“God made us all of royal status, because we were made in His image and likeness. Racism says, ‘No, God is a liar, only some people are worthy of a royal status,’ and that’s simply not true. That’s a lie from the pit of hell, and that is why we as Catholics should be involved in the racial justice movement, and recognize it is very much at its heart a movement of a pro-life cause, because it deals with the dignity of the human person.”
Gloria Purvis (CS photo/Andrew Biraj)
What has been your reaction to the nationwide demonstrations for racial justice that have happened in response to the police killing unarmed men and women of color?
Gloria Purvis – “I’m happy (ab0ut the demonstrations), because it brings to the forefront the national discussion that we should be having, and I’m hoping it encourages more and more Catholics to raise their voices. Number one, because we care about the dignity of the human person. And much like abortion that is the legal killing of a life in the womb, when you have these extrajudicial killings by police officers, it’s an abuse of the state power, it’s an abuse of policing. And so we as Catholics should raise our voices to say no – proper policing preserves life and brings people to the justice system where they can be fairly tried, examined, all those things. This short-circuits the justice system which we want to operate appropriately.
“And so Catholics have a voice here, and we should be raising our voices and say no, there’s a way that we want policing, and we also want to preserve human life, because every person that is served by the police should be served respectfully and with the care to preserve their life. It’s a sad statement when we as Catholics don’t recognize that, and we are not consistent with our care for life inside the womb, outside the womb, and at the end of life as well. So it’s a consistent life ethic for us as Catholics. Every single person, no matter their background, is worthy of dignity and respect, and we should be cherishing their life and protecting it. It’s simple to me.”
People of color – African Americans, Latinos and Native Americans – have been hardest hit by the health and economic impacts of the coronavirus pandemic. What does this say about our country, and what should our country do about this?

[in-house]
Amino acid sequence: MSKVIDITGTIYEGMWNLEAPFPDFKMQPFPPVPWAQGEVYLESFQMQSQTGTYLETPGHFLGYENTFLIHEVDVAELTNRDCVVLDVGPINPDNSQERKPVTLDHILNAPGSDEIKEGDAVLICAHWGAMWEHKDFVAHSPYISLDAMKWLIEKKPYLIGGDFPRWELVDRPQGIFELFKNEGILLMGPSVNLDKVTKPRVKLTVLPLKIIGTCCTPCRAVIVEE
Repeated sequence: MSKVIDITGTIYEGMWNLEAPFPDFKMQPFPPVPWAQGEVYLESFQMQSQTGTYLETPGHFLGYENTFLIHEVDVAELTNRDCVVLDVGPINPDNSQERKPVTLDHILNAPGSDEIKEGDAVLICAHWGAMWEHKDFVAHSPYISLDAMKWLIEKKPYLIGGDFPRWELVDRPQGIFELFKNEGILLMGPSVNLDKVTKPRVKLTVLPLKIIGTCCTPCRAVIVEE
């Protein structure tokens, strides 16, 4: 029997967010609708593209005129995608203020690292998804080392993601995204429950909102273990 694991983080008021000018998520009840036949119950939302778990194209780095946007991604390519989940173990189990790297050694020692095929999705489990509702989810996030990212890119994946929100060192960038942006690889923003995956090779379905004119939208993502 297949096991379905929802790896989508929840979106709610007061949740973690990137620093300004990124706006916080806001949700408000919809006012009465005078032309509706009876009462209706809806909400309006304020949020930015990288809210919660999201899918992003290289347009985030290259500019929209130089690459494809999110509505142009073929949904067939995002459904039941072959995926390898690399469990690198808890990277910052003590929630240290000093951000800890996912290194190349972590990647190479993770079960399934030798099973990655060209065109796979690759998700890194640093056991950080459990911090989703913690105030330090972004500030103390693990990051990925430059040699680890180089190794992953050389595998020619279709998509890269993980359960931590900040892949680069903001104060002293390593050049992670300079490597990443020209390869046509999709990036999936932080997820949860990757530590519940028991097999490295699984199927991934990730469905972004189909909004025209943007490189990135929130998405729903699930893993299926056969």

Gloria Purvis – “People of color have been very hard hit economically and health-wise by this pandemic. You have African Americans, Latinos, Native Americans for example being hard hit, and what does it say about our country? Well, I think that this actually is an opportunity now for us to be in radical solidarity with people who are suffering, and people who were suffering before the coronavirus pandemic, people who were suffering economically.
“We now get a taste maybe, of that kind of anxiety, of how is it that I’m going to pay my bills? Some of us may be sharing that same anxiety that people have all along. This is a time for us to come together as a country, as a community, and say we want to do better. We have to do better about taking care of those people who were on the margins and now maybe a large number of us are on the margins, and so we are considering these issues.
“Also, in terms of healthcare, we should be having discussions about what healthcare looks like. What should be the minimum healthcare we should want one for every person in this country, because we’re realizing there are a lot of gaps. There are a lot of people who cannot get proper healthcare, and in a pandemic that’s the worst place that we want to be.
“Thankfully though, we could at least do the small things of not spreading it (the coronavirus) by wearing masks, washing our hands, social distancing. These small little things that we can do as a community to try to stem the spread and care for our neighbor. And as Catholics, I would think that we’d want to take on these minor sacrifices for the greater good of our neighbor and loving our neighbor.”
Cardinal Gregory has noted that while the nation confronts the coronavirus, it must also address the virus of racism. What do you think the Catholic Church should do as an institution to combat racism, and what can and should individual Catholics do?
Gloria Purvis – “First of all, the Catholic Church needs to remind people that racism again is a sin, and it is a sin that imperils your eternity with God. It imperils your soul, and this is why we as Catholics are concerned about racism because it is a matter of sin. Sometimes I think people think it's merely a political issue, and we need to recognize this is about salvation. So, number one, we need to do that, address it as actually a sin.
“Number two, I think the Church also should have a reckoning with any place in the Church where we instead of mirroring the Gospel, we mirror the prevailing attitudes at the time. Instead of being a place where people could come in and see what we really believe about the human person and (see) it was a place free of racism, it wasn’t that in all cases. And so we should talk about that history and try to make amends for it.
“I think one of the beautiful things about Catholicism is that in our spirituality, we often make reparations for sins. When people say, ‘I didn’t own slaves. I didn’t this, I didn’t do that,’ I was like, you’re a Catholic and you’re saying this? My goodness! Jesus Christ never committed a sin, but He took up the cross for us. Who are we as Catholics to not want to take up a cross or make reparations for these sins? And we also need to remember that sin is chiefly an offense against God. And what Catholic, because we love God, would not want to make reparations for that?